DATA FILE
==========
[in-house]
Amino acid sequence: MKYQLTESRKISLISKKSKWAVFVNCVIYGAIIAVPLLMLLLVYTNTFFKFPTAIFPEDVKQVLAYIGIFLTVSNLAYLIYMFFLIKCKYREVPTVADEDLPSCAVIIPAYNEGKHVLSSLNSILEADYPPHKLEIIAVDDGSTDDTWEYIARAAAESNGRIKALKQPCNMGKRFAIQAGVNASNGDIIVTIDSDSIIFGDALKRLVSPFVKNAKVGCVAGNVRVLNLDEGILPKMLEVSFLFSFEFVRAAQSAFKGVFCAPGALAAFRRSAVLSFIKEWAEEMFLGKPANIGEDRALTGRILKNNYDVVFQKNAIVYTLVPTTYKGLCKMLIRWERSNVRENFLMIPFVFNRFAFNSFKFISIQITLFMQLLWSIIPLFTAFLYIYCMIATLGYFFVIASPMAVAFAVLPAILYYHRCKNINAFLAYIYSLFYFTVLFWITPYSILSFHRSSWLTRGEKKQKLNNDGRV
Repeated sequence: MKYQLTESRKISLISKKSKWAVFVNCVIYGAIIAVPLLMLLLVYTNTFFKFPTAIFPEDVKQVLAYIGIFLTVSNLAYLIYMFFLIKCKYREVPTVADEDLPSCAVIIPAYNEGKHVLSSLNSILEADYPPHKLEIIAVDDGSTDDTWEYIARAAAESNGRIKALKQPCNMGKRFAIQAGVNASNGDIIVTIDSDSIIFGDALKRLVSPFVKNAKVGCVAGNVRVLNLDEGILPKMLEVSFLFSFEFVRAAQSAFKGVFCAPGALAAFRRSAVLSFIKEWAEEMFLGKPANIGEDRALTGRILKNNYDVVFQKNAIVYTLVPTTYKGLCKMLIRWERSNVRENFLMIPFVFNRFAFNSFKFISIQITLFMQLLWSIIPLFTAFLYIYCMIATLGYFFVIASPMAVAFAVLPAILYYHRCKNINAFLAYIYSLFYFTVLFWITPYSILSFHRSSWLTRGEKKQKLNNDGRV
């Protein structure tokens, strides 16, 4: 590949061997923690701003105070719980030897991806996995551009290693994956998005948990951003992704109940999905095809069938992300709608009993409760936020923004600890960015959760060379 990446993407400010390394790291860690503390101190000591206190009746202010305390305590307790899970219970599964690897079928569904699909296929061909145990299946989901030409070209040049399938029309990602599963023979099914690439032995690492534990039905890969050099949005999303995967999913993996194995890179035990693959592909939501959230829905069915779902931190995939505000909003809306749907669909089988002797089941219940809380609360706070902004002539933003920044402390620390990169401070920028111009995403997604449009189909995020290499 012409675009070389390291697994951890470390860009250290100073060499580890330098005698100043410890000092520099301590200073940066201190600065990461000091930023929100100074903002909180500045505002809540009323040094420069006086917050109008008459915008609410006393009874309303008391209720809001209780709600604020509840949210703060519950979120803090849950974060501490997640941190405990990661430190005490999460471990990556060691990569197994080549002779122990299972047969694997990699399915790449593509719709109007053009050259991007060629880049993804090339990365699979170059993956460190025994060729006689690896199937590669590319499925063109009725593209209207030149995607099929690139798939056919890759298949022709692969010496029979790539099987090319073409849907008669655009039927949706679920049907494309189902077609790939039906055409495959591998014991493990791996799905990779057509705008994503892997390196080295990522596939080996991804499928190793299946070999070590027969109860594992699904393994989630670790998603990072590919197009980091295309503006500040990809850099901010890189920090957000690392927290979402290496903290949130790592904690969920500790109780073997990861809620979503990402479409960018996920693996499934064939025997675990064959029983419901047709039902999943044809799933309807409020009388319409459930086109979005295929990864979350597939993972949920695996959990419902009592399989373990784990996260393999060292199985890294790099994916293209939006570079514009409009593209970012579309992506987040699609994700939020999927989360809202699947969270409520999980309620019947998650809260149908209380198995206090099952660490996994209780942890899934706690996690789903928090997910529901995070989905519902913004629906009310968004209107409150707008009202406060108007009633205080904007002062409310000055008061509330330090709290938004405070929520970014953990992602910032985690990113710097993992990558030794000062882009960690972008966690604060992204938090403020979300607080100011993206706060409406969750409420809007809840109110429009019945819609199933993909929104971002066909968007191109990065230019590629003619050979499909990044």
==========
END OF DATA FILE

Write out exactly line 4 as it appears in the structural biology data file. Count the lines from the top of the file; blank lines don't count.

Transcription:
């Protein structure tokens, strides 16, 4: 590949061997923690701003105070719980030897991806996995551009290693994956998005948990951003992704109940999905095809069938992300709608009993409760936020923004600890960015959760060379 990446993407400010390394790291860690503390101190000591206190009746202010305390305590307790899970219970599964690897079928569904699909296929061909145990299946989901030409070209040049399938029309990602599963023979099914690439032995690492534990039905890969050099949005999303995967999913993996194995890179035990693959592909939501959230829905069915779902931190995939505000909003809306749907669909089988002797089941219940809380609360706070902004002539933003920044402390620390990169401070920028111009995403997604449009189909995020290499 012409675009070389390291697994951890470390860009250290100073060499580890330098005698100043410890000092520099301590200073940066201190600065990461000091930023929100100074903002909180500045505002809540009323040094420069006086917050109008008459915008609410006393009874309303008391209720809001209780709600604020509840949210703060519950979120803090849950974060501490997640941190405990990661430190005490999460471990990556060691990569197994080549002779122990299972047969694997990699399915790449593509719709109007053009050259991007060629880049993804090339990365699979170059993956460190025994060729006689690896199937590669590319499925063109009725593209209207030149995607099929690139798939056919890759298949022709692969010496029979790539099987090319073409849907008669655009039927949706679920049907494309189902077609790939039906055409495959591998014991493990791996799905990779057509705008994503892997390196080295990522596939080996991804499928190793299946070999070590027969109860594992699904393994989630670790998603990072590919197009980091295309503006500040990809850099901010890189920090957000690392927290979402290496903290949130790592904690969920500790109780073997990861809620979503990402479409960018996920693996499934064939025997675990064959029983419901047709039902999943044809799933309807409020009388319409459930086109979005295929990864979350597939993972949920695996959990419902009592399989373990784990996260393999060292199985890294790099994916293209939006570079514009409009593209970012579309992506987040699609994700939020999927989360809202699947969270409520999980309620019947998650809260149908209380198995206090099952660490996994209780942890899934706690996690789903928090997910529901995070989905519902913004629906009310968004209107409150707008009202406060108007009633205080904007002062409310000055008061509330330090709290938004405070929520970014953990992602910032985690990113710097993992990558030794000062882009960690972008966690604060992204938090403020979300607080100011993206706060409406969750409420809007809840109110429009019945819609199933993909929104971002066909968007191109990065230019590629003619050979499909990044």